With the rising popularity of Pokemon Go, an augmented reality app utilizing GPS and other sensors in your phone, people tend to forget that geocaching and other GPS-based apps have been around far longer than the inception of Pokemon Go.
Takara, meaning treasure in Japanese, is one of those apps. Developed by ManelDuck, who also developed SaruTobi, a game that rewarded players with Bitcoin, Takara is a geocaching app with a Bitcoin twist.
With the ability to link with breadwallet to receive Bitcoin, as well as the option to connect to an IndieSquare wallet to collect tokens, such as Spells of Genesis cards, GEMZ, SHUMAI, and many others. Takara works by allowing users the ability to drop a cache anywhere. There is a minimum drop of at least 2000 Bits required, as well as the ability to add a question that only users can answer at the location of the drop off to thwart GPS spoofing. Collecting the treasure is as simple as going to the site, answering any questions that may be present, and then collecting the treasure.
In my part of Alabama, there was only one remotely close location I could use to test the actual motions of answering a question and collecting the treasure. The app has a feature where at the very top it will state how many feet you are away from the closest geocache. For me, the closest dropped Bitcoin was 114,602.2 feet away with 4000 Bits.
Translating to about a 70-mile round trip, the destination ended up being the entrance to a hiking trail. With a no parking sign prominently displayed on the closed off the entrance, I was looking to pick up the Takara as quickly as possible.
With the hint “number on the little silver plate below”, it required me to do some searching for the sign; there were many signs and the silver plate was the smallest of the bunch.
Elated once I found the number, the app performed as expected. Entering the eight character answer correctly resulted in 4000 Bits (minus transaction fee, exact amount was around 3800 Bits) promptly appearing in my breadwallet.
I intend to pay the proceeds forward, placing two Takara drop offs in areas with a higher density of people, perhaps near the Birmingham International Airport as well as the capital of our state, Montgomery. Luckily, I only have to tap where I would like to create a new Takara drop off; I do not have to be physically in that location.
As the app’s user base increases, it is expected that more Bitcoin (and tokens!) will be dropped in more locations. Takara has the potential to becoming a viable and entertaining modern twist on the age-old excursion of geocaching.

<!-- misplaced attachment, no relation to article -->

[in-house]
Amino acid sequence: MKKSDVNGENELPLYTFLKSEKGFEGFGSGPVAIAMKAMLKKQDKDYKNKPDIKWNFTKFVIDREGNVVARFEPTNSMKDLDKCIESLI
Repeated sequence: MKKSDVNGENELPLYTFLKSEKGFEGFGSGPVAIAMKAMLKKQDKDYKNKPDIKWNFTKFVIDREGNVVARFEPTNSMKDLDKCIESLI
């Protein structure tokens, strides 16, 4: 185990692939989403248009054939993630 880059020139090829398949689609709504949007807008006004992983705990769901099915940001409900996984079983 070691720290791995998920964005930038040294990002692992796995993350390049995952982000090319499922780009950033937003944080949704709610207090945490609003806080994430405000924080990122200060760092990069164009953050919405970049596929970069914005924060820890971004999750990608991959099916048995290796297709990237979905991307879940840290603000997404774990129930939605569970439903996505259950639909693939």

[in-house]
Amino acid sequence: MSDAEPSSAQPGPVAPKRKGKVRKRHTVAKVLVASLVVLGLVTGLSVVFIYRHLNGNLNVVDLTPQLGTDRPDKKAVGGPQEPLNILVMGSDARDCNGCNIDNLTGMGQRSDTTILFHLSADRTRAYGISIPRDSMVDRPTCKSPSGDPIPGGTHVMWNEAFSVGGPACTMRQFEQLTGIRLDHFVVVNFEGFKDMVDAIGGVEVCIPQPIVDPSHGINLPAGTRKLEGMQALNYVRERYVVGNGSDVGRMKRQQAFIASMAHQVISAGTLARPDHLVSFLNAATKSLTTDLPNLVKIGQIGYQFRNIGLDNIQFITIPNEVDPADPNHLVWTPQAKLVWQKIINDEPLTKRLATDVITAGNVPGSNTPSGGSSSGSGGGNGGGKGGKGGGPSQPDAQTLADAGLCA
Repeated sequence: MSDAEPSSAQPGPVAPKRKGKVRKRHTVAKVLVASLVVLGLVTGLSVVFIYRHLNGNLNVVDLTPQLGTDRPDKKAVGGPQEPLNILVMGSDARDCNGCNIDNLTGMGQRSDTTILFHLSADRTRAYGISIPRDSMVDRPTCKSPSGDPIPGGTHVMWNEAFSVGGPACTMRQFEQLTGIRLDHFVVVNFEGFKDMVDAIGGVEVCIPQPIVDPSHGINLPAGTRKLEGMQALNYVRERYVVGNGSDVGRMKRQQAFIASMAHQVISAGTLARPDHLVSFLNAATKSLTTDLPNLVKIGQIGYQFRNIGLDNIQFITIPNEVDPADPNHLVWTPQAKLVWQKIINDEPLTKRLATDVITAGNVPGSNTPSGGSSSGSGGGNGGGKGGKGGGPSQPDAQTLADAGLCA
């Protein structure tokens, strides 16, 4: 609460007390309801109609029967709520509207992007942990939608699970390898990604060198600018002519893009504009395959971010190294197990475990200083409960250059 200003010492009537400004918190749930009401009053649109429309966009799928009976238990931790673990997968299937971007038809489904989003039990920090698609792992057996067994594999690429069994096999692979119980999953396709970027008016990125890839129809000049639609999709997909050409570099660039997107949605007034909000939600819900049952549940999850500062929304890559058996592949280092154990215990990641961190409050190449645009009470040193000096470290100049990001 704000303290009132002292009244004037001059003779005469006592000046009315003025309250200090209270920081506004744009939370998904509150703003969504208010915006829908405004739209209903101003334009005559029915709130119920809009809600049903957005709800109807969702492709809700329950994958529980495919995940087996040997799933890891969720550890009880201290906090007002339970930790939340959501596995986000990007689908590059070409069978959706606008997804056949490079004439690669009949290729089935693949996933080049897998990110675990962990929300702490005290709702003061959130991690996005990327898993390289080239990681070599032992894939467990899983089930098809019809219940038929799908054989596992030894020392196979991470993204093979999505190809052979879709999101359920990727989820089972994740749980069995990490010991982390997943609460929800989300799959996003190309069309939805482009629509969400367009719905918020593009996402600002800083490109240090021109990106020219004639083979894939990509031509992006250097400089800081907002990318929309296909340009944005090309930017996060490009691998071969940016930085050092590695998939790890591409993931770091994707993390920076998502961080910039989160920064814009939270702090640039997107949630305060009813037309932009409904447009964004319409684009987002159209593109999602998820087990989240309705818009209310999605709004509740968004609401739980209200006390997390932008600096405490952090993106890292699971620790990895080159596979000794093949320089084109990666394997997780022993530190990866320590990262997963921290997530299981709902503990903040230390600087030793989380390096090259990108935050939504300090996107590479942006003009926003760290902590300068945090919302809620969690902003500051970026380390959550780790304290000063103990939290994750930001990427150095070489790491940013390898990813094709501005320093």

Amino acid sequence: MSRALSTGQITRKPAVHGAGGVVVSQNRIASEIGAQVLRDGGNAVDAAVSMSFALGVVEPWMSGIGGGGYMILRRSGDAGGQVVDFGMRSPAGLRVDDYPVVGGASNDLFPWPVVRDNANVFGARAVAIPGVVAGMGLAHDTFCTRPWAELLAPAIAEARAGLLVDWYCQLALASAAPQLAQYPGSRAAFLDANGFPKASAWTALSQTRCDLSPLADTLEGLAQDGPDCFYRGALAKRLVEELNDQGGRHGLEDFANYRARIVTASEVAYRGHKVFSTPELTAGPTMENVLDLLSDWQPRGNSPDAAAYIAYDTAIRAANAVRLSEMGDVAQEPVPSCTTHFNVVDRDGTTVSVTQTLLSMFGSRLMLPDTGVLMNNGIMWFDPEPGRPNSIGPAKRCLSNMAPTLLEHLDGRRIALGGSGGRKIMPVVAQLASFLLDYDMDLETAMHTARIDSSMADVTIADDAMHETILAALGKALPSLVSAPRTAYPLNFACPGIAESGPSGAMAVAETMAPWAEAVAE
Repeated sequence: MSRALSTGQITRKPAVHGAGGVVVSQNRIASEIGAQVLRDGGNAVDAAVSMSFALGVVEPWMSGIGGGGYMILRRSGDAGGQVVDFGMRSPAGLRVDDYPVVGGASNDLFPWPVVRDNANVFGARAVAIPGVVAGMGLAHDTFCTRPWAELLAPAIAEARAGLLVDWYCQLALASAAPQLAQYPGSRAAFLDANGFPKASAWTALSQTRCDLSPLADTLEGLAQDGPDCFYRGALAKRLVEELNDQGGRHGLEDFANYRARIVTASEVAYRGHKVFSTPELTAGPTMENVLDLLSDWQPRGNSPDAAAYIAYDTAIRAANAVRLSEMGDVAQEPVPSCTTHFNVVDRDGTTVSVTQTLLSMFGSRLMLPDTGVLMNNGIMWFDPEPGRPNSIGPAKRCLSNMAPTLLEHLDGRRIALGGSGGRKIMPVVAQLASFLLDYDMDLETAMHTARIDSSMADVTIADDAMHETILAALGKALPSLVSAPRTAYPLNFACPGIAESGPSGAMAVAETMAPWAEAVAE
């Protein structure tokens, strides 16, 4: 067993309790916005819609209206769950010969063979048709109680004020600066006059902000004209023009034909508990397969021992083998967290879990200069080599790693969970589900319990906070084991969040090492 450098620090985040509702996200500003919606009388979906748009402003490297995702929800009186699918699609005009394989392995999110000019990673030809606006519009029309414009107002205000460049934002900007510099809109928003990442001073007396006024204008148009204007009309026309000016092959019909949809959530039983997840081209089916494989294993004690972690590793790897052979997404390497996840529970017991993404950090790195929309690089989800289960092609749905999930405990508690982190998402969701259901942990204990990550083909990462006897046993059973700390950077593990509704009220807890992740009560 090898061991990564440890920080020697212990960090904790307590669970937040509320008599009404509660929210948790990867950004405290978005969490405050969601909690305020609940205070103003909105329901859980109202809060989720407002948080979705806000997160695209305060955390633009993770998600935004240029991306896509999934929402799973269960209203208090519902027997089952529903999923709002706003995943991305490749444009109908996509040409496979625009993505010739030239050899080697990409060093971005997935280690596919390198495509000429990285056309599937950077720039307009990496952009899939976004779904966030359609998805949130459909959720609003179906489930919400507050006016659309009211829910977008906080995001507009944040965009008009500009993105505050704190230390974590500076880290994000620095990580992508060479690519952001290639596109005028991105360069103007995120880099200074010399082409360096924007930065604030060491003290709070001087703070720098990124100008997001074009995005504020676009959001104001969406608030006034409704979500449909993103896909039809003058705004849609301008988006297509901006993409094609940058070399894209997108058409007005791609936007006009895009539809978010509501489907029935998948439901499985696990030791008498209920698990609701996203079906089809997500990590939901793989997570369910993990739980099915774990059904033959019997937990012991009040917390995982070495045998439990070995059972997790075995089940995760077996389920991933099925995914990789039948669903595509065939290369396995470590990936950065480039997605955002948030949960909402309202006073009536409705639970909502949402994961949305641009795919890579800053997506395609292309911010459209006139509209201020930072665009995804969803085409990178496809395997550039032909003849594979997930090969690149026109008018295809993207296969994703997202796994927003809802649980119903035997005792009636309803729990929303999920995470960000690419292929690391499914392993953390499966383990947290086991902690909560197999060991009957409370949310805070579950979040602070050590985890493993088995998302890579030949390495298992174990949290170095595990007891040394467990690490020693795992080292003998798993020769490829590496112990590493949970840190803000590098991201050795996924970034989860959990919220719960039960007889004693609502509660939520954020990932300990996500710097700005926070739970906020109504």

I had the opportunity to the lead developer on the ManelDuck team, Christian Moss.
What inspired you to create this app?
“Initially, I was motivated by using gamification as a way for new users to get a small amount of bitcoin and increase adoption.”
What are you most excited about in regards to your app’s potential?
“Currently, I am excited about the concept of blockchain assets, Takara allows the user to drop these in the form of counterparty tokens, and these tokens can then be used in games as items or at stores as coupons or rewards points.”
Why do you think Bitcoin will revolutionize geocaching?
“I am so sure that Bitcoin by itself will revolutionize gaming, there is a probably a limit to the number of bitcoin that would be potential dropped by users.
I am much more excited by the prospect of geocaching blockchain assets and game items. This will allow users to collect assets in real life and use it inside their game.
For example, there have been some Spells of Genesis cards dropped and collected in Takara.”
All in all, the app performed well in regards to GPS tracking, with no crashes or incidents of sluggish performance. The only feature that is lacking and which could significantly improve users experience in the pursuit of treasure would be the ability to tap on a drop-off and receive coordinates to it.
In this situation, for example, I had to route my GPS to a nearby park and then had to eyeball the remaining 1 mile. The app allowed me to select the “pick up” function when I was within 100 feet or so of the drop-off. While the lack of Takara drop offs is disappointing, this is not the fault of the app itself.
After reviewing all aspects of the app and experiencing all that it has to offer, I am left with a mostly positive impression besides the concern about no coordinates voiced above. On top of the recreational applications this will have, I am excited to see how businesses could cleverly implement Takara to increase their footfall.
Takara has been available on iOS since January 20, 2016, and ManelDuck is diligent about releasing timely updates to fix any bugs or issues that may arise. Unfortunately, Takara is an iOS-exclusive for the time being, and the Android alternative, Coinplanter, hasn’t been updated since 2014 with and lacks an integrated map in the app. No plans have been released for an Android counterpart for Takara.
With an ever increasing stream of applications tethering to properties of Bitcoin to enhance their operations such as the Brave Browser, Megaupload, and the YOURS Network, will a geotagging game based around Bitcoin such as Takara be part of a wave of new ‘killer applications’?